A RAAF Poseidon has made its longest-ever trip to Sicily as part of Operation Sea Guardian 22.
The training exercise aims to deter terrorism and enhance capacity building in the region. The P-8A will be based in Italy, operating in the western and central Mediterranean until mid-October 2022.
“This is the first time a RAAF P-8A has travelled this far, and it’s our first visit to the region,” said Commanding Officer 11 Squadron Wing Commander Adam Saber.
“This is an excellent opportunity to collaborate with the United States Navy P-8s and test our ability to operate with NATO in the Mediterranean.”
A RAAF contingent of 60 personnel is supporting the mission, including aircrews, technicians, security force, communications specialists, and logisticians.
The team also had the opportunity to meet some of the US Navy P-8 Squadron personnel for a group photograph, above. Patches and handshakes were exchanged, along with shared stories of the aircraft and operation.
“This was an opportune moment to catch two busy crews together on the tarmac at Naval Air Station Sigonella,” WGCDR Saber said.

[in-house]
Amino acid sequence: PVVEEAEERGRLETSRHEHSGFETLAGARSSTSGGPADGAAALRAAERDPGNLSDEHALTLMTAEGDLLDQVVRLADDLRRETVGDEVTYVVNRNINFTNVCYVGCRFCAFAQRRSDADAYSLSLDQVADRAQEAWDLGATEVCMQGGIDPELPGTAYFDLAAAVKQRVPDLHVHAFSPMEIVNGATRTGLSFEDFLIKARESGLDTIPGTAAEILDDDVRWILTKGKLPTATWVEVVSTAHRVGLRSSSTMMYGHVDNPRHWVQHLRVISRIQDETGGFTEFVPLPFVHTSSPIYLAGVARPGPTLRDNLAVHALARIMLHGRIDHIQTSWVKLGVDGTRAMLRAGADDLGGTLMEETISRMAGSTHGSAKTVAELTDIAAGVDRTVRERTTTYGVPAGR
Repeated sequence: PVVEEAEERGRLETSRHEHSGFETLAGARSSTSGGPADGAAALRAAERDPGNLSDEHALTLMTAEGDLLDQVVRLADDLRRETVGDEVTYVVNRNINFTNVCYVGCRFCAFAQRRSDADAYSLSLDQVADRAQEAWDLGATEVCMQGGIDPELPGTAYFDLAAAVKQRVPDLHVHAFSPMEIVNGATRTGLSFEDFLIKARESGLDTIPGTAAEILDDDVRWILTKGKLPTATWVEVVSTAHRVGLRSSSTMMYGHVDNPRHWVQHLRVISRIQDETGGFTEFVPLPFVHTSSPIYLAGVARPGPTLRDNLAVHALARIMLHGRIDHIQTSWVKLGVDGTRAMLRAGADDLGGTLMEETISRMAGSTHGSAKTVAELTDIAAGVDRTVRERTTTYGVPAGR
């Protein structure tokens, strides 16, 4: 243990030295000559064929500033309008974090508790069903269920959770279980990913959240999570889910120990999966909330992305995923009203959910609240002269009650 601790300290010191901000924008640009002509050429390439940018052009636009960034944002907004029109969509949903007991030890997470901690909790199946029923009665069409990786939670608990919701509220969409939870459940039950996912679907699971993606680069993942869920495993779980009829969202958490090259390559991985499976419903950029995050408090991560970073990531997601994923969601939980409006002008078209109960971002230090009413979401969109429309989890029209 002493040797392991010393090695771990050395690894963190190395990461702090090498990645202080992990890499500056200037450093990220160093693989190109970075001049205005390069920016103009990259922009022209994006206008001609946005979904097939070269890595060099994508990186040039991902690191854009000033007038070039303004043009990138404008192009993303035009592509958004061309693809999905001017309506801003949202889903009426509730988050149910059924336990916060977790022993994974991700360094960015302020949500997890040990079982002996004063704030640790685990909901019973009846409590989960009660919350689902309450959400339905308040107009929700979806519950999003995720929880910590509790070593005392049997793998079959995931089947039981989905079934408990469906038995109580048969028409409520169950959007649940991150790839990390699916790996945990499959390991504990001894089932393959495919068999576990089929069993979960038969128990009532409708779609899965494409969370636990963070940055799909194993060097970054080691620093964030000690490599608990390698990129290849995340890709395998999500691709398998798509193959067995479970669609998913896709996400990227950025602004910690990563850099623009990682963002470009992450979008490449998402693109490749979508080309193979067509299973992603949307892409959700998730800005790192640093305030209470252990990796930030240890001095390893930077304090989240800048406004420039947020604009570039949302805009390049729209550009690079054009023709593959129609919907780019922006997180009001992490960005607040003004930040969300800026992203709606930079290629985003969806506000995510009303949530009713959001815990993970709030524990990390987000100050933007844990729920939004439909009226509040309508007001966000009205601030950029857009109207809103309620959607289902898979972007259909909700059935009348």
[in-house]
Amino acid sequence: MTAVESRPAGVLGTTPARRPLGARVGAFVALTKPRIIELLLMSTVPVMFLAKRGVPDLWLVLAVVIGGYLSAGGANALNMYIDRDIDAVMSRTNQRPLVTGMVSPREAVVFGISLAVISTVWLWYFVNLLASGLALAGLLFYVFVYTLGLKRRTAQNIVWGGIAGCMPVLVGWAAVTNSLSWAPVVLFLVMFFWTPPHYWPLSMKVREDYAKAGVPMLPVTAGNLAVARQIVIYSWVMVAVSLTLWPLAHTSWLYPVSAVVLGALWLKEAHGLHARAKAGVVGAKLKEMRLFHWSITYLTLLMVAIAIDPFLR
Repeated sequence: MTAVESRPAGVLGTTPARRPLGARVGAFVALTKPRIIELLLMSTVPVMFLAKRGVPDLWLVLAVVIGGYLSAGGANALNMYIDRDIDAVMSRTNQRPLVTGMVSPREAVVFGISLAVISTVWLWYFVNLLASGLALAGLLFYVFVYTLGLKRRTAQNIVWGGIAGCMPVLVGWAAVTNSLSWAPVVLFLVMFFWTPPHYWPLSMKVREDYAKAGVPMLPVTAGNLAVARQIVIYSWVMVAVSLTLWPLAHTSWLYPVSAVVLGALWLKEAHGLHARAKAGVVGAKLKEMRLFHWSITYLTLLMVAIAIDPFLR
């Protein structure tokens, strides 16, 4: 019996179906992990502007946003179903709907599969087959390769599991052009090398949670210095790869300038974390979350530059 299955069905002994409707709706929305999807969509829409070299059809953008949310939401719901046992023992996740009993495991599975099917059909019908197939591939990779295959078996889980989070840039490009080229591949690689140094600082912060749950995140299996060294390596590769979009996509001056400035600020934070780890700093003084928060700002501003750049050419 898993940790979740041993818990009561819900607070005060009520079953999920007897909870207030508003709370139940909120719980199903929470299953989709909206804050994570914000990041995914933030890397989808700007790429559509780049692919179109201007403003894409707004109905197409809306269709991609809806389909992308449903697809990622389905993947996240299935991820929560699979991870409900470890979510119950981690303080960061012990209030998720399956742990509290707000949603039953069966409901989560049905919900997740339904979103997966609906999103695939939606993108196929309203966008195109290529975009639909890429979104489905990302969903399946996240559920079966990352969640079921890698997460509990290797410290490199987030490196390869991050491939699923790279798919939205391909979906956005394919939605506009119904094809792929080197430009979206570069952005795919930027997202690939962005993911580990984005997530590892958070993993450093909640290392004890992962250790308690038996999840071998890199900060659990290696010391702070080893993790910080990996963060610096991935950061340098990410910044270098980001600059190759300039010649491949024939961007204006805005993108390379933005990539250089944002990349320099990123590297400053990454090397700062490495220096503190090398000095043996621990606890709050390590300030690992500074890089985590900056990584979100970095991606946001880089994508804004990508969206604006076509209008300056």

“It does not capture all the countries involved but it does demonstrate the close relationship we have with our partners here.”
The RAAF P-8 Poseidon is a maritime patrol aircraft used for various roles, including reconnaissance and search and rescue.
Last year, the federal government announced it is to purchase an additional two P-8A Poseidons, taking Australia’s total fleet to 14.
The Boeing-built P-8A is a military variant initially based on Boeing’s workhorse narrow-body 737 Next Generation.
It’s equipped with advanced sensors and mission systems, including a multi-role radar, high-definition cameras, a high-processing acoustic system, and an extensive communications suite.
Australia’s fleet is based at RAAF Base Edinburgh and was introduced to partially replace the RAAF’s fleet of AP-3C Orions, together with the MQ-4C Triton unmanned aircraft system.
The news comes months after the aircraft rose to mainstream prominence when a Chinese J-16 cut across the nose of the aircraft in May in what Defence called a “dangerous manoeuvre”.
The incident, which sparked a diplomatic incident, took place over the South China Sea and saw the fighter jet accelerate so close to the Australian aircraft that a “bundle of chaff” was ingested into its engine.
Defence Minister Richard Marles said the P-8 returned back to base safely but added the incident would not deter the RAAF from continuing to fly over the disputed area.